If you want exact decimal values, use `BigDecimal`

. Otherwise, learn how binary floating point works, and be prepared to deal with the consequences. (Even `BigDecimal`

won't be able to represent something like "a third" exactly, of course.)

Note that it's quite odd to call `Float.parseFloat`

, but assign the result to a `double`

... it would be more usual to *either* assign the result to a `float`

*or* to use `Double.parseDouble`

to start with. In either case, however, the result will *not* be exactly 9.99. The number 9.99 can't be represented exactly in binary floating point any more than the result of dividing one by three can be written exactly in a decimal representation.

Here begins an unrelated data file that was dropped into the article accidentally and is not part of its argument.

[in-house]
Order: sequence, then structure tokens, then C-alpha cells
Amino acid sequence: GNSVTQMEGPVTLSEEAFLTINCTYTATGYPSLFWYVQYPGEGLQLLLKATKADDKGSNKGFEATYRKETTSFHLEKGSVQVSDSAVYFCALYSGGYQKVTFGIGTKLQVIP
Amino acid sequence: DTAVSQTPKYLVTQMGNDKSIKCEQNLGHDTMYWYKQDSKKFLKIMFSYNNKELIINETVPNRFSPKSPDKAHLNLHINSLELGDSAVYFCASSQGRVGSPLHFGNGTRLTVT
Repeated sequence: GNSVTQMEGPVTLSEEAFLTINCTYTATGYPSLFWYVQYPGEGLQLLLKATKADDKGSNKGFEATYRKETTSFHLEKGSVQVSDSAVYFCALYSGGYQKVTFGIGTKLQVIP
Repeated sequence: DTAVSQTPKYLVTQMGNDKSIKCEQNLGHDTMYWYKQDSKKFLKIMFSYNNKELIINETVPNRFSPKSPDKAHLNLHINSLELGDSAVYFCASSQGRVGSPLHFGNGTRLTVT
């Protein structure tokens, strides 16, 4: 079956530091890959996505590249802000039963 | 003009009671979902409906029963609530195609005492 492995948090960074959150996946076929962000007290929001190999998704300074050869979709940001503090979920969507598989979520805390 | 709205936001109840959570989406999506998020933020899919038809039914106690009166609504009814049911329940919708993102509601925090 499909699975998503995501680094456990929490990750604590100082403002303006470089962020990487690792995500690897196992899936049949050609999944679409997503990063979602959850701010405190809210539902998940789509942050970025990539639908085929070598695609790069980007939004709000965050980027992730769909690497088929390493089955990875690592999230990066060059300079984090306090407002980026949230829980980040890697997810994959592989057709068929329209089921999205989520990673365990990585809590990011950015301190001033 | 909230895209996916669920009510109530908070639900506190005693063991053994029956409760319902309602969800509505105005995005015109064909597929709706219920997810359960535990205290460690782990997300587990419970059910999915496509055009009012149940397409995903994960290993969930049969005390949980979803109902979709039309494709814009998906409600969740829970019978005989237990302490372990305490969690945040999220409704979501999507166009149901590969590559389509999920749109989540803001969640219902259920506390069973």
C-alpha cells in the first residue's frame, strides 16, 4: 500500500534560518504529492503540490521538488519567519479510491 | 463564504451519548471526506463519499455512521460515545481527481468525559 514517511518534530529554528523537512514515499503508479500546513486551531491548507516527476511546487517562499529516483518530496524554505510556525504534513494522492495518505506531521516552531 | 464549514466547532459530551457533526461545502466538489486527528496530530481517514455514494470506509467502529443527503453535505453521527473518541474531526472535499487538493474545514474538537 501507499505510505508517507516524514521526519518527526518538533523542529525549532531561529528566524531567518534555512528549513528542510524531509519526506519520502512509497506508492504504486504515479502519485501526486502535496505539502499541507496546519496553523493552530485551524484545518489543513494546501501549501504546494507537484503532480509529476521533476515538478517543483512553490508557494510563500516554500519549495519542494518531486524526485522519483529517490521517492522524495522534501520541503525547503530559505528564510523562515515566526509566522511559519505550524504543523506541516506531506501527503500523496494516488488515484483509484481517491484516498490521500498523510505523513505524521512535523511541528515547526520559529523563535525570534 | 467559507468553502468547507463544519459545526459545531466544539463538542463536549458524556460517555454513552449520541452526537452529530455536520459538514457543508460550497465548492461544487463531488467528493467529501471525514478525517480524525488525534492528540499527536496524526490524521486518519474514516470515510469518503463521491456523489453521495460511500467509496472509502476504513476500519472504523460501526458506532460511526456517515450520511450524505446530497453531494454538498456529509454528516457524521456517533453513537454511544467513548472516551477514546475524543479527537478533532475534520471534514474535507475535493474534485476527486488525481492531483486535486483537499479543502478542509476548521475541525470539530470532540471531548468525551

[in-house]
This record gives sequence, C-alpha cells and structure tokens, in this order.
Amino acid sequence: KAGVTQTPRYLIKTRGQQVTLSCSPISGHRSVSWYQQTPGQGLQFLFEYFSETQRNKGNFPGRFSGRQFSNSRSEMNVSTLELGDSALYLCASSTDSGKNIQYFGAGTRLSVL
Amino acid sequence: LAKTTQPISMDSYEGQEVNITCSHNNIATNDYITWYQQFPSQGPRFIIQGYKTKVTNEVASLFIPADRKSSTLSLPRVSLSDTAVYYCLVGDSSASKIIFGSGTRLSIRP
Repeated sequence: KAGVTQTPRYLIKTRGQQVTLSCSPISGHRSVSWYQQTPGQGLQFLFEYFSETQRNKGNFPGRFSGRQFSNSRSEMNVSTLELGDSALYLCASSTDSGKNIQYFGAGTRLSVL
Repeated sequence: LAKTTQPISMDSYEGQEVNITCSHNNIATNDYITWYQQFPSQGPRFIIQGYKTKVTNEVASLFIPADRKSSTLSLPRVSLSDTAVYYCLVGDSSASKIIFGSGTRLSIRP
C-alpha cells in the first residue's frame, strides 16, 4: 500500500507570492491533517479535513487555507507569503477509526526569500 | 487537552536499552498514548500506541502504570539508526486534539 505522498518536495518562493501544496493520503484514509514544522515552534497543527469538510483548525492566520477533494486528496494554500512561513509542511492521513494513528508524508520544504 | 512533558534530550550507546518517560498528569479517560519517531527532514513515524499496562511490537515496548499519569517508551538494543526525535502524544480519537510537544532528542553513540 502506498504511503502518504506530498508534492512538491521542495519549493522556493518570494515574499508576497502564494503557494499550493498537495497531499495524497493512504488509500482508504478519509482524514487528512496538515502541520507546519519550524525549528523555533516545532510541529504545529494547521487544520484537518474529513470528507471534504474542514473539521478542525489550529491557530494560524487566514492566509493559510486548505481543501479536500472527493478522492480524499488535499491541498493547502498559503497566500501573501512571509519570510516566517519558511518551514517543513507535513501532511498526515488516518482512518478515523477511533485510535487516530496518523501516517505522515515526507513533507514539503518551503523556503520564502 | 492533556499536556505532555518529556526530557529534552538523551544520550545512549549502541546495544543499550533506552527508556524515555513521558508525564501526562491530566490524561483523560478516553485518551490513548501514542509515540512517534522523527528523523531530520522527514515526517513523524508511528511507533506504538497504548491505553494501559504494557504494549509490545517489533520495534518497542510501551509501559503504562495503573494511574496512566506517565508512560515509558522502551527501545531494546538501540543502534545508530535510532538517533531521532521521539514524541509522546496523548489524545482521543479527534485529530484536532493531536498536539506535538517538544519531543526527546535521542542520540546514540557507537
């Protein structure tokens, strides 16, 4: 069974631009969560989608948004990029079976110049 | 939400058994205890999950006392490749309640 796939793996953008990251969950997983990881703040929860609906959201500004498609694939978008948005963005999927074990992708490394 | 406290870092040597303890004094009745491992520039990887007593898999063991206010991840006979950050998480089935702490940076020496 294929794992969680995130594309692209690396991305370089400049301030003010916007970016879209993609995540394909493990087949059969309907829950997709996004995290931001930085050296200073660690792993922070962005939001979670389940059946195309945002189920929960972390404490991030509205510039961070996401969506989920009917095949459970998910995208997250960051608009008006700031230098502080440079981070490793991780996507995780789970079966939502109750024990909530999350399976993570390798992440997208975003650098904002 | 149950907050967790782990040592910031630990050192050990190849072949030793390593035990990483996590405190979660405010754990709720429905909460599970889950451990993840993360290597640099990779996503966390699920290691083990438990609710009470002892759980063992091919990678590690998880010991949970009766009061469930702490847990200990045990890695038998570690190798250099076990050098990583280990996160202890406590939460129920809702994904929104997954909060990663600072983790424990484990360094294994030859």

I don't have any articles about Java binary floating point in particular, but there shouldn't be any really significant differences between that and C# binary floating point, which I *do* have an article about.

Which type you should use really depends on the semantics of what you're representing. I use a rule of thumb that manmade "artificial" values such as money are best represented in decimal formats (e.g. `BigDecimal`

) whereas "natural" values such as height and width are more appropriate as `float`

/`double`

.